Hyde said to take a look at what is in front of you, try to do what you can do, and "if everybody had that position, we’d collectively make a huge impact.”
Baking for our furry friends is a thing too, as consumer demand for all natural products has extended to pet ownership. Jacksonville’s Barkin’ Biscuits heeds the call.
Berry Good Farms, the self-sustaining urban farm run out of the North Florida School of Special Education teaches horticulture and culinary arts to young people with developmental disabilities. Barkin’ Biscuits spun off from Berry Good Farms over 3 years ago as a culinary micro-enterprise and vocational training program for the school’s transition students and postgraduates. Their all natural dog biscuits are baked with ingredients sourced from the farm,like wheatgrass, sweet potato, carrot, moringa, mint and rosemary.
Director Ellen Hiser said it’s been an awesome program so far with two goals, the first is training and teaching job skills to the folks involved. She said it is meant to be a micro business not only supporting itself, but also “making enough money where we can then offer some of our young people compensative employment.”
That second goal was met this year, and there are currently five post-graduates employed by Barkin’ Biscuits. The treats are available for retail sale through the school's website, as well as at area Pet Paradise locations. Hiser explained that while giving skills and training to these individuals, having something fun for them to do and offer employment are objectives of Barkin’ Biscuits and noted that the school is always looking for ways to help the community.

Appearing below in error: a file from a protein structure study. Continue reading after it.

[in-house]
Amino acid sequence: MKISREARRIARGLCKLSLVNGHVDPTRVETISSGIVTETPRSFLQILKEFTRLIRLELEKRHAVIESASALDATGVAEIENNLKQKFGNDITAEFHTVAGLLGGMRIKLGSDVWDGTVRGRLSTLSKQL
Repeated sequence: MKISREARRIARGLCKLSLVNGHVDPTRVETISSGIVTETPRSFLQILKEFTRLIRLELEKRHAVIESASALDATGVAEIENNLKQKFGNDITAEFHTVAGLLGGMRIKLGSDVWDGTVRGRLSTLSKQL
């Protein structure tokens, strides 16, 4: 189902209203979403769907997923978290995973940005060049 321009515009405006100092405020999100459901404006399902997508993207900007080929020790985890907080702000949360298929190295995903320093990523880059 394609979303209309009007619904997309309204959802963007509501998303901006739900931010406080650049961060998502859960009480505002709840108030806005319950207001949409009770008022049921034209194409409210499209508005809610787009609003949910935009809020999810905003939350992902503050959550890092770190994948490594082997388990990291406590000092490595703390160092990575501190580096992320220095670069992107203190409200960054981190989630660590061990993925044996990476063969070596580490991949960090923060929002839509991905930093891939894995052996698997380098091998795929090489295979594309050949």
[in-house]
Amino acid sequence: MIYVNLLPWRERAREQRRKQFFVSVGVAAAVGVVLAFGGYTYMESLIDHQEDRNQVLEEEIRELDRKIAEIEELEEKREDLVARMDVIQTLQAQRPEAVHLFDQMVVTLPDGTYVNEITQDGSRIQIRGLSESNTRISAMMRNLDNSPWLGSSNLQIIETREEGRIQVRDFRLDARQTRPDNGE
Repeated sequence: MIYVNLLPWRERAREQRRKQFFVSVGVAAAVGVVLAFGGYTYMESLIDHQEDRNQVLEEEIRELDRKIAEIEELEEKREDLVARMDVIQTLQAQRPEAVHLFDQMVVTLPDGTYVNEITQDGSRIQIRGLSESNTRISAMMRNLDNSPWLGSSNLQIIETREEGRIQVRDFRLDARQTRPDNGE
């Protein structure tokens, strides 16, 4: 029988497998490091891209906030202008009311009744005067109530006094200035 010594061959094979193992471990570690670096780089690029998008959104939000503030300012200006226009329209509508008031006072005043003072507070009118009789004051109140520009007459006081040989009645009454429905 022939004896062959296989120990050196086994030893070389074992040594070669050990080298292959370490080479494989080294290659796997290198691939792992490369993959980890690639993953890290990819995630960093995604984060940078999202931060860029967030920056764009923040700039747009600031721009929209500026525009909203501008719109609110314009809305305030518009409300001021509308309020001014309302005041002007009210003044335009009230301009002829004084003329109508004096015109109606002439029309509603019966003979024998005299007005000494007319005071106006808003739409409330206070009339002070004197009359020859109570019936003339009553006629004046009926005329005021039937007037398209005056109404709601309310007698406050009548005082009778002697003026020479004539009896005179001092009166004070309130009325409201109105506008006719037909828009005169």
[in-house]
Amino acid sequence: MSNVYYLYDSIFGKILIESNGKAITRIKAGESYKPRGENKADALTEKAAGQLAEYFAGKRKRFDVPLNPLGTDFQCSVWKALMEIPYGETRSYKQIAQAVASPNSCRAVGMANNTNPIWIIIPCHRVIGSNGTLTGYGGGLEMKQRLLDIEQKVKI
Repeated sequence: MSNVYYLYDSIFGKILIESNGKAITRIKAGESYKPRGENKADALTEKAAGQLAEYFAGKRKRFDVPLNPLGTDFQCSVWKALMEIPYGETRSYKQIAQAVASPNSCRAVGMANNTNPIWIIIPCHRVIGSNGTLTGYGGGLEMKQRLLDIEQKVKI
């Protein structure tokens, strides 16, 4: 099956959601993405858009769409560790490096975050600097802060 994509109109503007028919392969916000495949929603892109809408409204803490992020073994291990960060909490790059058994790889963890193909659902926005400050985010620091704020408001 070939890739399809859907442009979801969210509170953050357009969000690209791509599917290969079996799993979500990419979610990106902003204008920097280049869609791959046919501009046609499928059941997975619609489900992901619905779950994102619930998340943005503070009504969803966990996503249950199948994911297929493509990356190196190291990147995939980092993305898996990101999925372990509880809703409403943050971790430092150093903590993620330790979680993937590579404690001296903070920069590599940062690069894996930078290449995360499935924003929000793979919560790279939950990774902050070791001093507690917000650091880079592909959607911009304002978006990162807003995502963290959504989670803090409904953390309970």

Lara Lombardo’s baking career began in a similar way to Anita Hyde’s, by blowing up her parents' kitchen and sacrificing the appliances to a successful cottage industry called Seagull Bakery. At one point, she wanted to go to pastry school and took classes here and there, but she and her family eventually realized a traditional path to a career through culinary school was out of the question. Instead, she honed her trade at the hip of successful area chefs like Creme de la Cocoa’s Nils Rowland and The Perfect Pear’s Verousce Mckibbin.
The 26-year-old Lombardo looks every bit the part of a veteran back-of-the-house player, what with the piercings and visible tattoos. If you’ve never worked in a busy commercial kitchen, ask anyone who does how grueling the environment can be. Lara has learned how to work in this high-pressure environment despite the fact that she lives with autism.